The fancies and reflections of a loquacious ninja

Eloquence in silence

A few days ago, my grandmother had gall bladder stone problems and had to go to the hospital for surgery. But yesterday, her intestines apparently stopped moving, which complicated procedures and meant that she couldn’t eat or drink anything. My mom, dad, and grandpa had already taken turns staying overnight with her and were exhausted, so last night I stayed with her while they got some well-deserved rest at home. I wrote most of this last night while she slept:

My grandmother is in the hospital right now. I am with her.

Right now, she’s sleeping. That’s good because it means the pain has ebbed away some — enough for her to get some rest at least. The room is mostly darkened, except for the light by which I’m typing this on my phone, and the computer screen by the bed for the nurses and PCT’s (Patient Care Technicians, or nursing assistants) to use. I’ve never seen my grandmother look so frail. A clear plastic tube is taped to her lip, connected on one end to her nose and on the other to a pump on the wall. I asked the nurse earlier what it was for. She replied that it’s slowly draining out everything in her stomach. Hopefully, that will help the stones to pass.

It’s getting late, so there’s isn’t a whole lot of noise out in the hallway now; there’s even less noise in here. The only apparent sound is my grandmother breathing, softly and slowly, as she lies on her bed with a few extra pillows tucked under her head. A cup of half-melted ice is by her bedside, from which I’ve spoon-fed her a couple times since everyone else left, since she’s not allowed to drink water. Another tube, much thinner than the first, runs from her arm up to an IV pack hanging on a metal, coat-hanger like stand. Right now, it’s all that’s giving her the sustenance she needs (or most of it at least), plus her antibiotics. The rolling stand also doubles as a walker to give her some extra support when she goes for walks to help stimulate her intestines to work again. She has to have someone walk with her, but it’s only for a short circuit around the hallway before it’s back to the room to allow her to rest. She seems to get cold more easily, but she told my mom earlier that her stomach feels like a volcano. She had to write it down instead of speaking though; the tube on her lip makes it difficult for her to talk.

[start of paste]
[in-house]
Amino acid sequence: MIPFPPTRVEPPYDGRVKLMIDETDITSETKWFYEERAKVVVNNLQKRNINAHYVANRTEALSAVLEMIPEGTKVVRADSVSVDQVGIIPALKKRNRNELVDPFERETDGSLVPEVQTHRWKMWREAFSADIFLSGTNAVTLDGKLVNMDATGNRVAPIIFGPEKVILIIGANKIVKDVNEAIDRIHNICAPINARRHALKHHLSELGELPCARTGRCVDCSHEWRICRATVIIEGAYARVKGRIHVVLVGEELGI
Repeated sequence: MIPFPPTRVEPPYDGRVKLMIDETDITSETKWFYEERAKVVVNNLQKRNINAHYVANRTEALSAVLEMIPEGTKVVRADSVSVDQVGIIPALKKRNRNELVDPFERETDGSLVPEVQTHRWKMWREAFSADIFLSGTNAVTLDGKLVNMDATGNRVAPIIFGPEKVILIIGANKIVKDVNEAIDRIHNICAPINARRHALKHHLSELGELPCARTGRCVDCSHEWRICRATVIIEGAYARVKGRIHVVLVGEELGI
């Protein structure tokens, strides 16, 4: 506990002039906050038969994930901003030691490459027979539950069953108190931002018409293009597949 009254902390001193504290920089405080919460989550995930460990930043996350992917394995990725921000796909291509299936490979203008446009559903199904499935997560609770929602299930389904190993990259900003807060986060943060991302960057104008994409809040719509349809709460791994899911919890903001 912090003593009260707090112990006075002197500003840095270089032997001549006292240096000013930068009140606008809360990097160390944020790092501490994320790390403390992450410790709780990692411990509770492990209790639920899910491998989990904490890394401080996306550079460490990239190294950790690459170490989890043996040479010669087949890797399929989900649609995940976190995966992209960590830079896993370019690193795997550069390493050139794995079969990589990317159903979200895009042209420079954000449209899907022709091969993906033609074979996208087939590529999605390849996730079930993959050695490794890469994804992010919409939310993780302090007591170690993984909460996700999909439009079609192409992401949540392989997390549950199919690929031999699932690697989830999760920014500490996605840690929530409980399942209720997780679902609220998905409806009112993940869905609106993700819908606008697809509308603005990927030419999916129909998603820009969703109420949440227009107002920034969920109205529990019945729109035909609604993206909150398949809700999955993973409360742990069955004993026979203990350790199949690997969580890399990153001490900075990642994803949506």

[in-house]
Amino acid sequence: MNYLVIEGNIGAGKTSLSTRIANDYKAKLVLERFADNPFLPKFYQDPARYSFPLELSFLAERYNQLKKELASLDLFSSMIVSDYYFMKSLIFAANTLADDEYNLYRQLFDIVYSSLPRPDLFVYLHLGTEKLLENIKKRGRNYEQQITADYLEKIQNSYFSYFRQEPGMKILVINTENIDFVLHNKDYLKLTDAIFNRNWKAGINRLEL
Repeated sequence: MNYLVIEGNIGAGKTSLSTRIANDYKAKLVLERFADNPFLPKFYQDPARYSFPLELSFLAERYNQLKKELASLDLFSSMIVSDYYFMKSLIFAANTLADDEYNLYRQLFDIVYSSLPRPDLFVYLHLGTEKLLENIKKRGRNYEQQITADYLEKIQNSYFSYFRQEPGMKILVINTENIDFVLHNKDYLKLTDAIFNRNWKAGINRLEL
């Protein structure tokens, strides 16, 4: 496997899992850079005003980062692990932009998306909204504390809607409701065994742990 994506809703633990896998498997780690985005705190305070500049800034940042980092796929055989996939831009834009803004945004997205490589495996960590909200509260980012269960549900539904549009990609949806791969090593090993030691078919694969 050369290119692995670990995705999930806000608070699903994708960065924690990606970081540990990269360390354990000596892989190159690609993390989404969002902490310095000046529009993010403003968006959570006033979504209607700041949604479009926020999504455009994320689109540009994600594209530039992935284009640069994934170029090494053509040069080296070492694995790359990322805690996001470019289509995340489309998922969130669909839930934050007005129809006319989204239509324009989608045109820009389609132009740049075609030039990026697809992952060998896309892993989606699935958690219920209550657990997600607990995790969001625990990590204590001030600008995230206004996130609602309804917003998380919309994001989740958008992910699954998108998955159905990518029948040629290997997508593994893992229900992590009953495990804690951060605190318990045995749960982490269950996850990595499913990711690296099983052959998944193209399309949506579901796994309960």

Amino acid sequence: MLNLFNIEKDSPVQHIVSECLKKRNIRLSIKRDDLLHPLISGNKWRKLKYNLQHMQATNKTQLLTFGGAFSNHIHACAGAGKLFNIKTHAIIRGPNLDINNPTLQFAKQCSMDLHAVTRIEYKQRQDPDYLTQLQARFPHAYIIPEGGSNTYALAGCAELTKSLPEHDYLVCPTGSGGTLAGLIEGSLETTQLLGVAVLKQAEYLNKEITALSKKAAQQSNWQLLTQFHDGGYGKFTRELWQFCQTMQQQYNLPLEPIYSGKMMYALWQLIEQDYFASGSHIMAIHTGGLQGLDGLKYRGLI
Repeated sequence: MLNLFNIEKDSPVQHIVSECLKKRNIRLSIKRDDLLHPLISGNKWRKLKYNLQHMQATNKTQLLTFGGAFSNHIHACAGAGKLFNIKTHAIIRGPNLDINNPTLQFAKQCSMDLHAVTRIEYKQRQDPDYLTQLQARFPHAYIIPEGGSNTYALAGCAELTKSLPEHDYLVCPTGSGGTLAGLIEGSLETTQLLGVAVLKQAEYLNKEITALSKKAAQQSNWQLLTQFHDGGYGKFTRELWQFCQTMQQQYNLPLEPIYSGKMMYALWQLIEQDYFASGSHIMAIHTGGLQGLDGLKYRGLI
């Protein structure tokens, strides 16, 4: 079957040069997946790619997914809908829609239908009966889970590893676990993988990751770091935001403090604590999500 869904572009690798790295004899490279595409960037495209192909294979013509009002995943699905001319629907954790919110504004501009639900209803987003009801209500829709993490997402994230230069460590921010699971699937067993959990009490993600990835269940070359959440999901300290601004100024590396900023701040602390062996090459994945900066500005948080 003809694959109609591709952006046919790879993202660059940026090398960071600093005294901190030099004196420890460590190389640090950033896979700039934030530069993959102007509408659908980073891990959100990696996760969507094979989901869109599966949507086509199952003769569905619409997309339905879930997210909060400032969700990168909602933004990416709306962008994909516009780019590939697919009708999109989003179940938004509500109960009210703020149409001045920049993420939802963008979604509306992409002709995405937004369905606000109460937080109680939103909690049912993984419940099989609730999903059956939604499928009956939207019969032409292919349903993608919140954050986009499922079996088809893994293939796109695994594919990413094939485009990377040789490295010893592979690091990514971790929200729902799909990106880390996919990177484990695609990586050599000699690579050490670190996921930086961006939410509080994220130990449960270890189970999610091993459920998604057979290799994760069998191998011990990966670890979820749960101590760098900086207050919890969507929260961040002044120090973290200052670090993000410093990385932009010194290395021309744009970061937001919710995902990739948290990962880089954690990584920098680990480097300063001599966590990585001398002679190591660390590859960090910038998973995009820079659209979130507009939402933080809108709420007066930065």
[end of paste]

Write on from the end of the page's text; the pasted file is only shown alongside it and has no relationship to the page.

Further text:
When we first arrived at the hospital a few hours earlier, she was sitting in the chair beside the bed, with a blanket on her lap and her life-supporting stand by her side. She stayed there throughout the visit, sitting patiently, and communicating with hand gestures and the occasional word whenever she needed something or someone directly addressed her. But it’s difficult to have a conversation with someone who can’t talk back. Mostly, the conversation was between us visitors; discussing her present condition, how draining the whole event has been for everyone, how frustrating and uncomfortable all this must be for her, etc. And she, all the while, just sat there — probably taking in every word that was spoken, and saying nothing but volumes. Volumes of sadness, joy, grief, gratitude, strength and discomfort. The look in her eyes said all there was to say. I’ve never seen more eloquent eyes.

Later, after everyone else had left, grandmother was put to bed. I offered to be her “entertainment,” but she simply motioned for me to sit down and not burden myself worrying about her. And now, here we are. She’s there in bed, asleep for the moment, and I’m here writing. Writing and thinking, about what all this must be like for her.

It’s hard for me to imagine being in this kind of place one day… not as a visitor but as a patient. I love to move. I love to dance, to sing, to talk and laugh and interact with the people I love. How would I handle being so… confined? Dependent? Helpless? Not even being able to use the restroom without someone’s help? Not being able to eat or drink anything, but having to rely on a plastic pouch hanging on a metal rack for food, and someone feeding me ice with a spoon for drink? What about needing to rest after only walking for two minutes with a walker around a short hospital hallway? What about not being able… to talk? Being forced to sit in silence while everyone around me converses in low (but not silent… definitely not silent) tones about the whole ordeal?

How would I respond, how would I live, if I were put into that kind of situation? (Perhaps when I’m put into that kind of situation.) What then?

I can only hope my eyes would be as eloquent as my grandmother’s.


One response to “Eloquence in silence

  1. Pingback: Strangeness, lessons… and grace « Middling

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